"There are definitely risks in the property market of China's smaller cities," says Standard Chartered's Lan Shen. "The property market will be a big factor that presses the country's economic growth this year."
Russia, Ukraine, the U.S. and the EU have agreed to "de-escalate" the crisis in eastern Ukraine following talks in Geneva.
Under the deal, non-government militias have to be dissolved and occupied government buildings vacated, while Ukraine will give amnesty to the protesters and it will start a public consultation to devolve constitutional powers to the provinces.
The agreement also promised "additional support" for Ukraine's battered economy.
However, the deal left various issues unaddressed such as who would disarm the militias. It also doesn't require Russia to scale back its massive buildup of troops on its border with Ukraine.
While U.S. physical retail video game sales have been slumping for some time (as shown by NPD's data), SuperData estimates U.S. digital gaming revenue rose 9% Y/Y in March to $936M.
Revenue for subscription titles such as Activision (ATVI +1.2%) cash cow World of Warcraft fell Y/Y, but download and free-to-play revenue rose. Electronic Arts' (EA -0.1%) much-hyped Titanfall delivered the most digital revenue among "boxed" titles.
SuperData estimates conversion rates (i.e. the ratio of paying users to total users) for social gaming platforms rose to 2.3% from 1.9% six months earlier. But Zynga (ZNGA +4.4%), which had a Q4 conversion rate of 1.7% and only averages $0.13 per DAU (less than its closest rivals), continues to trail.
In spite of widespread concerns about slumping Candy Crush Saga (KING -1.3%) usage, SuperData thinks the game is holding up reasonably well for now. It estimates spending rose 1.2% M/M (3 extra days helped), with mobile MAUs rising 0.3% and social (read: Facebook) MAUs falling 2.1%.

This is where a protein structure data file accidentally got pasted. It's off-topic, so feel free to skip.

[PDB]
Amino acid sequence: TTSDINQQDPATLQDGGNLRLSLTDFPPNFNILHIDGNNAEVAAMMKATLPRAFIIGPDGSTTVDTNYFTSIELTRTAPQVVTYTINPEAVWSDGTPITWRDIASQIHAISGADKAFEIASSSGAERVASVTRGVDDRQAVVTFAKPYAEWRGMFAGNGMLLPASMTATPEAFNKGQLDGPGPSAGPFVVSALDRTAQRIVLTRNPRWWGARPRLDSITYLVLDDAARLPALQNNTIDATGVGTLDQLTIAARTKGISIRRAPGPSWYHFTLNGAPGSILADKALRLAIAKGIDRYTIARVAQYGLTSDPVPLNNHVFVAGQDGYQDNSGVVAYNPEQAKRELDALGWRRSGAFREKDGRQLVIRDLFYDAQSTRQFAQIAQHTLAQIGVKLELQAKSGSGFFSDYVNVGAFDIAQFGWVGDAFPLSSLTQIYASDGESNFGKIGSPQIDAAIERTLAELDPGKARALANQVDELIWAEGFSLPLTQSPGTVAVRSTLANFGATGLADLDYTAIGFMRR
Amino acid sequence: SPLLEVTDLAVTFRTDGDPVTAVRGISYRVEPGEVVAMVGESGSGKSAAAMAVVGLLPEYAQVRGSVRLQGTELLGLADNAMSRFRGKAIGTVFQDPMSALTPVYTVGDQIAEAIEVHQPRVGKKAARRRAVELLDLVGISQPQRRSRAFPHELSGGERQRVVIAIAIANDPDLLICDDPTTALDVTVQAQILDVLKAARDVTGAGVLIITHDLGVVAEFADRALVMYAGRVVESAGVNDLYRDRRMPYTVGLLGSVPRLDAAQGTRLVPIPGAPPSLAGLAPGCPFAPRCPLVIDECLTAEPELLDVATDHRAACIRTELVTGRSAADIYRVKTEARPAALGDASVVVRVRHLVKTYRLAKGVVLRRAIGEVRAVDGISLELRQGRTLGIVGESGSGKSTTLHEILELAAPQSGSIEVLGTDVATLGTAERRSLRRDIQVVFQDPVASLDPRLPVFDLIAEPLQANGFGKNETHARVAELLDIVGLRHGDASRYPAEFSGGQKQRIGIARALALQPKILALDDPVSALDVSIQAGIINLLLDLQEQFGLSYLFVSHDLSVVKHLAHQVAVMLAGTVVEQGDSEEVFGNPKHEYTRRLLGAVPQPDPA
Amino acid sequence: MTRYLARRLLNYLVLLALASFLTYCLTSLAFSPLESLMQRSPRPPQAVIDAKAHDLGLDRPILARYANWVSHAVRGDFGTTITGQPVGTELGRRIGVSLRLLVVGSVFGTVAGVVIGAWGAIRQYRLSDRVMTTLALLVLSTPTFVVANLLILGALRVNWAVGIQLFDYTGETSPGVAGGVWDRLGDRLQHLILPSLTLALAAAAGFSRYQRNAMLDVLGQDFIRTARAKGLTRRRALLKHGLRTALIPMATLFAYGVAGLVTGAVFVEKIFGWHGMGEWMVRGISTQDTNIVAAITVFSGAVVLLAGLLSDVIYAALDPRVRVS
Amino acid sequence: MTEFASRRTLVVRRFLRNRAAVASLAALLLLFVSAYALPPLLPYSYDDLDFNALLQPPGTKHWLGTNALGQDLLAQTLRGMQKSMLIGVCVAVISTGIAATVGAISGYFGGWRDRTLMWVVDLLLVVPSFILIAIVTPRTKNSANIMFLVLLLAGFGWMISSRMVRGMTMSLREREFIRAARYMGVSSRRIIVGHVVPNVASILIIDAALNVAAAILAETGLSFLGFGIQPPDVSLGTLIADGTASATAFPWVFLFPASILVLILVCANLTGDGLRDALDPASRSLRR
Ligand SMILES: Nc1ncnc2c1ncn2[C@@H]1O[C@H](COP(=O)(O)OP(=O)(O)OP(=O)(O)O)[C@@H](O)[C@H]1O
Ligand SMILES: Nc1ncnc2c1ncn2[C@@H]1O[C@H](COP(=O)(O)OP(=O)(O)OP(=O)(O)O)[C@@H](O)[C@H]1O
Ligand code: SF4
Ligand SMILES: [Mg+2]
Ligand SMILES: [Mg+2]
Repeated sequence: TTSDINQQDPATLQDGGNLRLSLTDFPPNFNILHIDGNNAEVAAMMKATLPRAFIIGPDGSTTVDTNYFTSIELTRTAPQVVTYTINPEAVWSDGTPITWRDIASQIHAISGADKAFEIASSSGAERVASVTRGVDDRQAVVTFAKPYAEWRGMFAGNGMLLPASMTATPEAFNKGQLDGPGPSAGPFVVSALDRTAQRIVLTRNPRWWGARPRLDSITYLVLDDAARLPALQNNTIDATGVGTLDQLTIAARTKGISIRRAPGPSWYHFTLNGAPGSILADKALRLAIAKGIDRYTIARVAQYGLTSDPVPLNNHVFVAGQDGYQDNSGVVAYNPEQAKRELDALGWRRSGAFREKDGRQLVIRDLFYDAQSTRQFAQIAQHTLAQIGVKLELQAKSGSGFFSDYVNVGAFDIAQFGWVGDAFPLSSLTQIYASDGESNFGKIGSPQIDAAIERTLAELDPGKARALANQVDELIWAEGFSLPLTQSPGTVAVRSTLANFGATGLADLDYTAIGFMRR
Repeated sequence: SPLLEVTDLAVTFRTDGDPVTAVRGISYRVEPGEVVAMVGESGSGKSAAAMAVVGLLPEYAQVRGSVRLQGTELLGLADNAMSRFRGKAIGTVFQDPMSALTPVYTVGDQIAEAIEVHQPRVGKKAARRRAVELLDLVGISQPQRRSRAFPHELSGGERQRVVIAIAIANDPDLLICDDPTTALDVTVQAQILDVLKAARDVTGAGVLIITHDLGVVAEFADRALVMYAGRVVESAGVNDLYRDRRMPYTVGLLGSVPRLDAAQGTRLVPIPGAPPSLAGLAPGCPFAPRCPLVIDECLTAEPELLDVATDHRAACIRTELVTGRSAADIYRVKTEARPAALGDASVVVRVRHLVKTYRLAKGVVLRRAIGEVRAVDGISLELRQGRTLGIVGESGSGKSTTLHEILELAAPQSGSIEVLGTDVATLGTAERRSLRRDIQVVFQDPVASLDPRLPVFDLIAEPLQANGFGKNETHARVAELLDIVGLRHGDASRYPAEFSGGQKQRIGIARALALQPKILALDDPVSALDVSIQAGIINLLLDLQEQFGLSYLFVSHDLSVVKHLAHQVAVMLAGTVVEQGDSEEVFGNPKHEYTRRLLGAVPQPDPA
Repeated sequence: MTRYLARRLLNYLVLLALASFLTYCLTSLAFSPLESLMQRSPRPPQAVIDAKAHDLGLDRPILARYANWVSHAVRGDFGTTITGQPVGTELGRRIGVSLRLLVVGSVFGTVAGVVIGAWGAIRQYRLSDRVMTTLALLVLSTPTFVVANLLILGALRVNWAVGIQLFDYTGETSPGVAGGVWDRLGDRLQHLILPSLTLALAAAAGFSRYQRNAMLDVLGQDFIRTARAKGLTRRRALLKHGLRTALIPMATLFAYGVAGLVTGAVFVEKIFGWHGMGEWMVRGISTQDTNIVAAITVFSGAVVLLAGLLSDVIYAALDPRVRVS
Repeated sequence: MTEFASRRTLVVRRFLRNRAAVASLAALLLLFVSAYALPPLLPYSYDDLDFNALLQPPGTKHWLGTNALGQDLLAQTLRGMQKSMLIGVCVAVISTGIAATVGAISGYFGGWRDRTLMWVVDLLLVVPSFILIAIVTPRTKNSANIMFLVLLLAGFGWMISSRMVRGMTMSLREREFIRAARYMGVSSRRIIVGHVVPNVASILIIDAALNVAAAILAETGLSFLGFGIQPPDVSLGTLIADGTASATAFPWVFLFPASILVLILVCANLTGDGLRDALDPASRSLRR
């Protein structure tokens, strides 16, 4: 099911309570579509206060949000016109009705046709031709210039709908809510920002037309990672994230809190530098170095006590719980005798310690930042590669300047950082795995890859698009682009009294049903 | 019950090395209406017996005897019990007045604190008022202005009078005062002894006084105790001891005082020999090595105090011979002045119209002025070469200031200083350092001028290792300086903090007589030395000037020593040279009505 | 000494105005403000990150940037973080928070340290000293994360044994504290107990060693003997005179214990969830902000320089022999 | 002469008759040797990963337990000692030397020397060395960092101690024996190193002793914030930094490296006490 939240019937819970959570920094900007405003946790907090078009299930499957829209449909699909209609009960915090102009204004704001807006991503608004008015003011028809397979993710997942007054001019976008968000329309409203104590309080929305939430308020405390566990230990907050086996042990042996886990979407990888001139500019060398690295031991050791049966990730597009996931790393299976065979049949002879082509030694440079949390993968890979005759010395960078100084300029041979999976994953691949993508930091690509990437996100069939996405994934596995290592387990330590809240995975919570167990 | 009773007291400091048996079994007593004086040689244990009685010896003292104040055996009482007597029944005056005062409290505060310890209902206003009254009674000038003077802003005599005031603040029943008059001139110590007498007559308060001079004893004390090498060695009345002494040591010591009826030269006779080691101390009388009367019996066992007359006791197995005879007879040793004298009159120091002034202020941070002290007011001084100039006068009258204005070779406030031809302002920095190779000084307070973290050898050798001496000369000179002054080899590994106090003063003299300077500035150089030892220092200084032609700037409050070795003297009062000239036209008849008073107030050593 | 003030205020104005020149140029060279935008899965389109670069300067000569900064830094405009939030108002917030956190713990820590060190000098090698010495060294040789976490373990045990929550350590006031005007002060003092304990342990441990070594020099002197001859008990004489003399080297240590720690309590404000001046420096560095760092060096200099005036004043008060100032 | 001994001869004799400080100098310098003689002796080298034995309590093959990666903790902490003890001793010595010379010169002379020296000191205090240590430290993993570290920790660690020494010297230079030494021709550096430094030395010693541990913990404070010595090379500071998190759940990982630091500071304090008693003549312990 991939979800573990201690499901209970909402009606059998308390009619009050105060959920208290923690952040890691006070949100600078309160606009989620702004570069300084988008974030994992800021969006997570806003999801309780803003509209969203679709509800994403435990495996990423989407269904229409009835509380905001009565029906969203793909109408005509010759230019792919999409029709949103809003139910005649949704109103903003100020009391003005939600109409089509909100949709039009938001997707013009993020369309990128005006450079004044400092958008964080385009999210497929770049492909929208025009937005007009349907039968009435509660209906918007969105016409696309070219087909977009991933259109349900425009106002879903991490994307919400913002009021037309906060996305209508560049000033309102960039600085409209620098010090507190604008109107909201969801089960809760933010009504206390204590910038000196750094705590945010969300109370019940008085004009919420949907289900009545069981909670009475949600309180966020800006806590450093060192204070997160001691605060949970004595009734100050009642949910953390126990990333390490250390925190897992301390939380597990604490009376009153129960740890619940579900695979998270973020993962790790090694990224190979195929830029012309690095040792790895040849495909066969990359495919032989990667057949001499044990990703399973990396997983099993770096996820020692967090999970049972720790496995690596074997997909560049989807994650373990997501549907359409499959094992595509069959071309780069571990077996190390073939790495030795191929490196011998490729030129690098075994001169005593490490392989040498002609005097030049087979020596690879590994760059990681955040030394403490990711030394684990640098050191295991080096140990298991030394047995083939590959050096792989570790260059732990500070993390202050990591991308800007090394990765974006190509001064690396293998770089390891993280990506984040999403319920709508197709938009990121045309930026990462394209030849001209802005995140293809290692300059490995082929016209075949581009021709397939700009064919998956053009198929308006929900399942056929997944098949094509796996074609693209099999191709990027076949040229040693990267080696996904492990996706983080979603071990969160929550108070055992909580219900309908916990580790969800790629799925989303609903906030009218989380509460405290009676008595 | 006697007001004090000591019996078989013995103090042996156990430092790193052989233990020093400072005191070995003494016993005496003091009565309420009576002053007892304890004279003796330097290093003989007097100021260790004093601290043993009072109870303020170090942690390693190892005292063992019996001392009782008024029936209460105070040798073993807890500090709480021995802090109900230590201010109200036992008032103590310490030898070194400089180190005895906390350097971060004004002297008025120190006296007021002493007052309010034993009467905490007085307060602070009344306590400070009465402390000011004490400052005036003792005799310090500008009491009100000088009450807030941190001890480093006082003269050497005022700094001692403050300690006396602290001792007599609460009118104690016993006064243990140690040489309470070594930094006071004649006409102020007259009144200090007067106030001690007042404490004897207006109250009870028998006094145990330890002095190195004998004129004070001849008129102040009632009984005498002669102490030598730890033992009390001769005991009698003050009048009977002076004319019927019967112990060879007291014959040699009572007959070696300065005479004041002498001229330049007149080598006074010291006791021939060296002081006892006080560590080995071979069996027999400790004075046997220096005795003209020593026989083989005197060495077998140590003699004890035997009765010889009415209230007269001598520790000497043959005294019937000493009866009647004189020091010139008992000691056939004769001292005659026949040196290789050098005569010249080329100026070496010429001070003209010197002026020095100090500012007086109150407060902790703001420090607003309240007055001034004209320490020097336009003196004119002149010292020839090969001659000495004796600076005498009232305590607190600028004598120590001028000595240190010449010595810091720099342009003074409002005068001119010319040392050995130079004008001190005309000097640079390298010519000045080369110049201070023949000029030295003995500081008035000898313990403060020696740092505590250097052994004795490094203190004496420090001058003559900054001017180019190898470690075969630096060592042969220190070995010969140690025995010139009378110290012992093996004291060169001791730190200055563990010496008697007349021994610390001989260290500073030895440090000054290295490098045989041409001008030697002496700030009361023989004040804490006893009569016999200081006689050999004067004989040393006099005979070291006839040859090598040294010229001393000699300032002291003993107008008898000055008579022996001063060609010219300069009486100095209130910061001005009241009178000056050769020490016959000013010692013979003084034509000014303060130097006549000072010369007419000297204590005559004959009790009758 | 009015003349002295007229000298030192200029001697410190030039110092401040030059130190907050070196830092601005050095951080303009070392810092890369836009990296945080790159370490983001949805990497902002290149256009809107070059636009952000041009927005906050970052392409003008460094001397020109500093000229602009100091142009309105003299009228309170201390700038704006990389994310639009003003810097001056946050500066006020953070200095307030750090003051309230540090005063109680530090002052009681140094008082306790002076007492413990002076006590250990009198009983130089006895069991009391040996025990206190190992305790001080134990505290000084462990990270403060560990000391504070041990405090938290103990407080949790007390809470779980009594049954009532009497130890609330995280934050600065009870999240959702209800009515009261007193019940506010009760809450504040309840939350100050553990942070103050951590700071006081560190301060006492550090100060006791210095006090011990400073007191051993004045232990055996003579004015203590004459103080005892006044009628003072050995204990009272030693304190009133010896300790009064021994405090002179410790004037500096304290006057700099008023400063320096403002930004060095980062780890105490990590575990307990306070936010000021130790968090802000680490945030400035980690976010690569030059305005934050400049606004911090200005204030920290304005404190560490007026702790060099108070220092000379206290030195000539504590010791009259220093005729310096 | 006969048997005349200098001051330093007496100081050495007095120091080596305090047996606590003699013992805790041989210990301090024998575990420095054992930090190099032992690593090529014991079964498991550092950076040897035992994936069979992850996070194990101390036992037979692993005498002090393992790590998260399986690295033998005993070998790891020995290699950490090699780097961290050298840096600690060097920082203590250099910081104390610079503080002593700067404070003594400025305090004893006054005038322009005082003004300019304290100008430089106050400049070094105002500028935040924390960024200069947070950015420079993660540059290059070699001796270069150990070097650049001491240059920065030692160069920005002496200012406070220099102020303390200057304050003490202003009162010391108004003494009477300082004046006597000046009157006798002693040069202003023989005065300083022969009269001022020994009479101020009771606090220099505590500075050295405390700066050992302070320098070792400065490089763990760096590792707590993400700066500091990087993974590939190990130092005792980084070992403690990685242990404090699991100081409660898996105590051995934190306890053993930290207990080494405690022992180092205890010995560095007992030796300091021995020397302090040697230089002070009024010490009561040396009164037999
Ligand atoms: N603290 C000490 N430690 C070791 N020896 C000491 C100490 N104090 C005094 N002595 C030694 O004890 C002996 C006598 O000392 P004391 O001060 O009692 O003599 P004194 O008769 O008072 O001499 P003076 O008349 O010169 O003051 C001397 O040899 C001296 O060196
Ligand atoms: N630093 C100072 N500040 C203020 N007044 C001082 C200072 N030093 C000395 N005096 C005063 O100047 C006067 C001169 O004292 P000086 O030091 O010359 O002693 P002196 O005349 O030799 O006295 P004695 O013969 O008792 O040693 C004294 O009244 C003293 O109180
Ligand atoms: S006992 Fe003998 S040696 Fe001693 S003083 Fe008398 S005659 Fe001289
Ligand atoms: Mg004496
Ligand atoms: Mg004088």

"We're obviously in the throes of what feels like a correction for the small-cap and growth-equity companies," says Revolution Ventures managing partner David Golden.
Following a Q1 that saw the highest level of U.S. VC investment since 2001 ($10.7B, up from $9.1B in Q4 and $7.5B a year earlier ), as well as a handful of late-stage deals featuring eye-popping valuations (Airbnb, Dropbox), a rapid selloff in high-beta tech stocks is yielding a sense of caution.
Accel Partners' Jim Breyer (an early Facebook investor): "Not a board meeting goes by when at least half the meeting isn't spent on financial strategy." Venrock's Nick Beim: "We all feel like we're at the top of the cycle, and everyone's skating on new ice ... Just how thin the ice is not yet clear."
GSV Capital's (GSVC) Michael Moe, whose firm often takes positions in late-stage startups, likes what he sees. "I think prices will get more favorable for buyers because it will be more difficult to do megadeals at megavaluations." The Firsthand Tech Value Fund (SVVC) might also get more favorable terms.
Today's tech IPOs - Weibo and Leju - each delivered solid gains, but only did so after pricing their offerings at the low end of their respective ranges.